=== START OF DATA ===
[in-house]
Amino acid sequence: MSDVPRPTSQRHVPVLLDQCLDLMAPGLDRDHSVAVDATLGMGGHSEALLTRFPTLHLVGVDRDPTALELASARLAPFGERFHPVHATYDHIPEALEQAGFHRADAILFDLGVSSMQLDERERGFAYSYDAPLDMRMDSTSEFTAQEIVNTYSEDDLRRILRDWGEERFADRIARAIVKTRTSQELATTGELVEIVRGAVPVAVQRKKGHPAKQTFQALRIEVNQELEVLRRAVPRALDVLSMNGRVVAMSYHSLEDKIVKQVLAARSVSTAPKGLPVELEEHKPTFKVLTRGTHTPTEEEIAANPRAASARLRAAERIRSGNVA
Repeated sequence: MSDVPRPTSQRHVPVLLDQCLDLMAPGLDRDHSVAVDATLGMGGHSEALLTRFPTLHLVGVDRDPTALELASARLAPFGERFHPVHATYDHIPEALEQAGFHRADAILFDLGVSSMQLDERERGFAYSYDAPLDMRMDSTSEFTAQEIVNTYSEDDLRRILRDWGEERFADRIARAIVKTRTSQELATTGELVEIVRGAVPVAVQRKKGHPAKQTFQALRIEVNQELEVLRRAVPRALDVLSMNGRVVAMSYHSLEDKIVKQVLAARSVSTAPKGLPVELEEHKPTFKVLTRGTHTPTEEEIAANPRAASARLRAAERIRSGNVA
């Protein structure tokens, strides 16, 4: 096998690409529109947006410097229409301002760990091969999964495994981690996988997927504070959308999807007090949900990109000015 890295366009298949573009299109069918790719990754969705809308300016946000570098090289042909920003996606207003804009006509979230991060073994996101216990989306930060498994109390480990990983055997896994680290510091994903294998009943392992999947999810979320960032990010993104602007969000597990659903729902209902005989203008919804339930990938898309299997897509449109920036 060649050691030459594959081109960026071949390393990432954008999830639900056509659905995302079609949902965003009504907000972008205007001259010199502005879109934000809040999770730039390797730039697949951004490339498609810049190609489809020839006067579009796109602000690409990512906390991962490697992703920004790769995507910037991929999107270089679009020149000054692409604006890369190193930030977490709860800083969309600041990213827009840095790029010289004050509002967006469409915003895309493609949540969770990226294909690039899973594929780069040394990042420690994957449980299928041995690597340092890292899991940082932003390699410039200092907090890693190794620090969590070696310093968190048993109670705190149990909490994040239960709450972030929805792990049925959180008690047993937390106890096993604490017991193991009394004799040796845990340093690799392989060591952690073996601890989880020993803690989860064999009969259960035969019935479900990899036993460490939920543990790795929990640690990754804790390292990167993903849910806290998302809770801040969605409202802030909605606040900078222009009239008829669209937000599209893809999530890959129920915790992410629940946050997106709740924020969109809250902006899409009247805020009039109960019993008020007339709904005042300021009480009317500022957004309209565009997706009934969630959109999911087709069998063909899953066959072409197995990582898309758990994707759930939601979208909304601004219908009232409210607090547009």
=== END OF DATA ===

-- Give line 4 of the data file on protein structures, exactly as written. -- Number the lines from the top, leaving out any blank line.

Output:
């Protein structure tokens, strides 16, 4: 096998690409529109947006410097229409301002760990091969999964495994981690996988997927504070959308999807007090949900990109000015 890295366009298949573009299109069918790719990754969705809308300016946000570098090289042909920003996606207003804009006509979230991060073994996101216990989306930060498994109390480990990983055997896994680290510091994903294998009943392992999947999810979320960032990010993104602007969000597990659903729902209902005989203008919804339930990938898309299997897509449109920036 060649050691030459594959081109960026071949390393990432954008999830639900056509659905995302079609949902965003009504907000972008205007001259010199502005879109934000809040999770730039390797730039697949951004490339498609810049190609489809020839006067579009796109602000690409990512906390991962490697992703920004790769995507910037991929999107270089679009020149000054692409604006890369190193930030977490709860800083969309600041990213827009840095790029010289004050509002967006469409915003895309493609949540969770990226294909690039899973594929780069040394990042420690994957449980299928041995690597340092890292899991940082932003390699410039200092907090890693190794620090969590070696310093968190048993109670705190149990909490994040239960709450972030929805792990049925959180008690047993937390106890096993604490017991193991009394004799040796845990340093690799392989060591952690073996601890989880020993803690989860064999009969259960035969019935479900990899036993460490939920543990790795929990640690990754804790390292990167993903849910806290998302809770801040969605409202802030909605606040900078222009009239008829669209937000599209893809999530890959129920915790992410629940946050997106709740924020969109809250902006899409009247805020009039109960019993008020007339709904005042300021009480009317500022957004309209565009997706009934969630959109999911087709069998063909899953066959072409197995990582898309758990994707759930939601979208909304601004219908009232409210607090547009």